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**To**:**<Aquatic-Plants at actwin_com>****Subject**:**Re: nitrite-nitrogen vs. real nitrite?****From**:**"Slawomir Janicki" <janicki1 at earthlink_net>**- Date: Sun, 30 Apr 2000 17:27:58 -0500
- References: <200004301948.PAA08883 at actwin_com>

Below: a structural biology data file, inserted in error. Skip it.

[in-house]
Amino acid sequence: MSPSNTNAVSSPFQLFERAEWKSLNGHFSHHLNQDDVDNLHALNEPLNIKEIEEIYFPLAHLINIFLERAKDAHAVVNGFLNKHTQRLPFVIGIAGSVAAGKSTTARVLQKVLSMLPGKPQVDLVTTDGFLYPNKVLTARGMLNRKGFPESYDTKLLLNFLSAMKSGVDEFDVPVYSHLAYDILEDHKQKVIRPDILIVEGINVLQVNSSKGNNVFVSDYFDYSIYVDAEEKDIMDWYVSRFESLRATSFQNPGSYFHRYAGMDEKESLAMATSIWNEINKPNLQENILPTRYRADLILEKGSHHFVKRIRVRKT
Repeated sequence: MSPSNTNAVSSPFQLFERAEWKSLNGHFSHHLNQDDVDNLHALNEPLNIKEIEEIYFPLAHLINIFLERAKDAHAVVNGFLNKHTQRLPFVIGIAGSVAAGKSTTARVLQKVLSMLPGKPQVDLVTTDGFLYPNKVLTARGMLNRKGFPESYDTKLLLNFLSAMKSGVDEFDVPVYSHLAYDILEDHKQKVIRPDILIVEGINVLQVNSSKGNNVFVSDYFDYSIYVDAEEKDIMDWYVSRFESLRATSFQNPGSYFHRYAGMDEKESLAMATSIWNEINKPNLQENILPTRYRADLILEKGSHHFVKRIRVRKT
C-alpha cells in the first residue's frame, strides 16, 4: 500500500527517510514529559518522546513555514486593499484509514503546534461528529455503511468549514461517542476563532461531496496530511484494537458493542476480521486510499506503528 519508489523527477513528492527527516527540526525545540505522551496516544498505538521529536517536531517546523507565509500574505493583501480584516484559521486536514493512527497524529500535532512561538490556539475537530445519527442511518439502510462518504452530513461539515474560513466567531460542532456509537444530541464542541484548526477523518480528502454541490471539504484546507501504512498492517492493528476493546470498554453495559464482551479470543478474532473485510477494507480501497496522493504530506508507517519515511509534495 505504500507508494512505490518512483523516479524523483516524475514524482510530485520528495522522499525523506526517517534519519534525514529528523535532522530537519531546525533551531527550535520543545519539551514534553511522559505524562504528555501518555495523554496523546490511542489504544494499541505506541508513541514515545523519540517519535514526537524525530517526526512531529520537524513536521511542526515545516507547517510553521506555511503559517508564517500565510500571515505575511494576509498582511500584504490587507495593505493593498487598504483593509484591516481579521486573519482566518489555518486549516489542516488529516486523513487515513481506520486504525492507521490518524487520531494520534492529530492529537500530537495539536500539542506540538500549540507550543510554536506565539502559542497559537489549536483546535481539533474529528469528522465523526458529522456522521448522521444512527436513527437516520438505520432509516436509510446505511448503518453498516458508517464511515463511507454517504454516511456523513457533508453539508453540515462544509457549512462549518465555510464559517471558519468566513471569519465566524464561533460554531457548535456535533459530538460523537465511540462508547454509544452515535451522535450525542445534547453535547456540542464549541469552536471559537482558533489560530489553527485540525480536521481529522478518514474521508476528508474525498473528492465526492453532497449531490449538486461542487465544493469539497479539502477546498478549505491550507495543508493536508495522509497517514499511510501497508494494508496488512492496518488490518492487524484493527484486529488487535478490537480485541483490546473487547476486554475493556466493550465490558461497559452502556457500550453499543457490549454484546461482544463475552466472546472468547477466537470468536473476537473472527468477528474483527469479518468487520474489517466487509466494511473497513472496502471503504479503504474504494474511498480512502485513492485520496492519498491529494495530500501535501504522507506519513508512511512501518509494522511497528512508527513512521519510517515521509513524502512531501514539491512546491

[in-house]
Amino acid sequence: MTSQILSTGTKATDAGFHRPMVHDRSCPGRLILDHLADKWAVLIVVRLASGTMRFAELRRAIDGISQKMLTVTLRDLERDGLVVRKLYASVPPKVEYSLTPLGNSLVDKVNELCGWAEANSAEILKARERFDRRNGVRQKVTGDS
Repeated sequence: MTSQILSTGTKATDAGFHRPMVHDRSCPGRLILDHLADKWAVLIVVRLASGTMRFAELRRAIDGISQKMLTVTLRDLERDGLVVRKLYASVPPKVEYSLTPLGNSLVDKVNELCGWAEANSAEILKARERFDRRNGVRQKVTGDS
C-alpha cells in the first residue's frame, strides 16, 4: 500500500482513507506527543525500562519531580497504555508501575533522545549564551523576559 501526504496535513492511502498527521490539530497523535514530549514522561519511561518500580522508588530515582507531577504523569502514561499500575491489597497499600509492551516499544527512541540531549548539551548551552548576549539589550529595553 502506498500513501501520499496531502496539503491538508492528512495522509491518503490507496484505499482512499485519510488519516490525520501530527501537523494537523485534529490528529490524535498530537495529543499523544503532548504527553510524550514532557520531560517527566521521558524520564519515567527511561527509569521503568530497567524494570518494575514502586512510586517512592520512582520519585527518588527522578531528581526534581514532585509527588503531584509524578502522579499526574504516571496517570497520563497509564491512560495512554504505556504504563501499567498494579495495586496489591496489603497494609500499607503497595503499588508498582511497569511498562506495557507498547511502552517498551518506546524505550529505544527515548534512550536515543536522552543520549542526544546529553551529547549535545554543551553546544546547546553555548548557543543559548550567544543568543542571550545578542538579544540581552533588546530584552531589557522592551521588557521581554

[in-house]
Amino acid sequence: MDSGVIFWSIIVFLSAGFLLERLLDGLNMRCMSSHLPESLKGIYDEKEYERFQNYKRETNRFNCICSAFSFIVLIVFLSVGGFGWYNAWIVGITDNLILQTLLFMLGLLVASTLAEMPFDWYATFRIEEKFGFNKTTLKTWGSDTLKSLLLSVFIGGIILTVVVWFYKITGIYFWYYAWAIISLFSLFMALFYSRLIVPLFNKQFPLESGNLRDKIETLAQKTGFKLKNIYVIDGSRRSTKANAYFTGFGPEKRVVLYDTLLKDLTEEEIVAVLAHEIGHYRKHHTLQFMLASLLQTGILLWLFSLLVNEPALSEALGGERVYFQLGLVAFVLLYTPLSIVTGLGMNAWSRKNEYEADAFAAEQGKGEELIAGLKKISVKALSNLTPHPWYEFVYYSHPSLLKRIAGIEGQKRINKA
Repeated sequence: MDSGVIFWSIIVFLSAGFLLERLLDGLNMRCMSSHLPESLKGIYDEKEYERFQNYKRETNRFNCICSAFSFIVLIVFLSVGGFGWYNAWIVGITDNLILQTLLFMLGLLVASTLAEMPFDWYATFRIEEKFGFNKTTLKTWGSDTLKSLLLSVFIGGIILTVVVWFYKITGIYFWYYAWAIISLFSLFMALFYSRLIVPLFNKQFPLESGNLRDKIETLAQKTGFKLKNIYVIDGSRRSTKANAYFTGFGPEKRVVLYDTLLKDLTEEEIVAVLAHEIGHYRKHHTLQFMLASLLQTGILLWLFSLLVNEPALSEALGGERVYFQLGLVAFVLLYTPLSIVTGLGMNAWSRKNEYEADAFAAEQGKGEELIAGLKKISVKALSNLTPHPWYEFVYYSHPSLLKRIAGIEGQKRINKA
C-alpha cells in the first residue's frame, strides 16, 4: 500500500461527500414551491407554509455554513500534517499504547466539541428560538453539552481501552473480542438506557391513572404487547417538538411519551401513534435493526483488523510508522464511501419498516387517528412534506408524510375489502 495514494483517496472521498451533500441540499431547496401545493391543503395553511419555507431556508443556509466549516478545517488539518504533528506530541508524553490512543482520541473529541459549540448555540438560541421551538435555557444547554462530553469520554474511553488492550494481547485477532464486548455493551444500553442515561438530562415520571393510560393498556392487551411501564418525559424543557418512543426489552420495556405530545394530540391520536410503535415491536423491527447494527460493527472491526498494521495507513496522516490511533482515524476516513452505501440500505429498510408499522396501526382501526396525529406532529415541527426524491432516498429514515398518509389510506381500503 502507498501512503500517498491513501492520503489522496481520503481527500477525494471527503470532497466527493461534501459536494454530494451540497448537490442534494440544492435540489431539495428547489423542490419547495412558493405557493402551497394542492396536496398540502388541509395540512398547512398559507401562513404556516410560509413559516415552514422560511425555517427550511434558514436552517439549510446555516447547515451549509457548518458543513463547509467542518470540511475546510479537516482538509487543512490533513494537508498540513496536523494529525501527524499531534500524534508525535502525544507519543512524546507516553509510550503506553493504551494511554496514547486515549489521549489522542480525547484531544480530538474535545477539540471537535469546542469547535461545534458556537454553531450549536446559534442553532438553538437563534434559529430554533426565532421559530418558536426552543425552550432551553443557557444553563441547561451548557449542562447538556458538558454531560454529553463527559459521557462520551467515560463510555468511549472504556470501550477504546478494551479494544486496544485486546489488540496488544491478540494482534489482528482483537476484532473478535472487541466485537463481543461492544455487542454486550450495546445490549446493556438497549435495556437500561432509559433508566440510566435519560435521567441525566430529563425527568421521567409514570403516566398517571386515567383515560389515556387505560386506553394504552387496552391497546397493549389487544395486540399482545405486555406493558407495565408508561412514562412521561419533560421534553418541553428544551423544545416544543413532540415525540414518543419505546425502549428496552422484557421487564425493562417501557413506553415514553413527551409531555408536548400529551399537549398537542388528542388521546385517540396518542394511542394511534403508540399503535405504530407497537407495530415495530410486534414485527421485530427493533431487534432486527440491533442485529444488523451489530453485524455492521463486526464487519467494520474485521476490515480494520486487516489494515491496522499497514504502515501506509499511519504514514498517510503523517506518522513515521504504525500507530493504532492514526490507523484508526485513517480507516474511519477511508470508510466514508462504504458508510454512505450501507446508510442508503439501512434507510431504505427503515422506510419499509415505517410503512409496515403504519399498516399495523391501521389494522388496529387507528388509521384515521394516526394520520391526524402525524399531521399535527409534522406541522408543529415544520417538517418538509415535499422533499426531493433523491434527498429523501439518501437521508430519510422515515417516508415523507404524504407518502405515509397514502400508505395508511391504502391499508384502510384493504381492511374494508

Well, I feel called to the board... The question is: How much nitrogen is in nitrite? Nitrite chemical formula is NO2-. Never mind the minus, the molecule consists of one nitrogen atom and two oxygen atoms. The mass of a nitrogen atom is roughly 14 Daltons (a unit of mass) and that of an oxygen is 16 Daltons. That makes the weight of nitrite 14+2*16=46. The % weight of nitrogen is 100% * 14/46= 30.4%. The inverse (1/30.4% = 3.29) gives you the conversion factor. The same way we can calculate factors for nitrate (weight 62, %N 22.6%, factor 4.43), ammonia (NH3, weight 17, %N 82.4%, factor 1.21), and ammonium ion (NH4+, weight 18, %N 77.8%, factor 1.29). HTH Slawomir Janicki janicki1 at earthlink_net > Date: Sun, 30 Apr 2000 08:48:32 -0400 > From: heinesen at idirect_ca > Subject: nitrite-nitrogen vs. real nitrite? > > My Tetra Laborett test kit makes the following statement about testing for > nitrite, and I am hoping someone more chemically-minded can explain it to me. > > <<<Bear in mind that the scale readings only give the nitrite-nitrogen > concentration. To obtain the real nitrite concentration, multiply the > value obtained from the test by 3.3>>> > > There are even two colour charts, one labelled "NO2-N" and the other just > "NO2-". The colours on the two charts are almost identical, but the > numbers are different, of course the numbers on the NO2- chart are 3 times > higher than those on the other chart. > > Could anyone please explain? > > Thanks! > Gitte >

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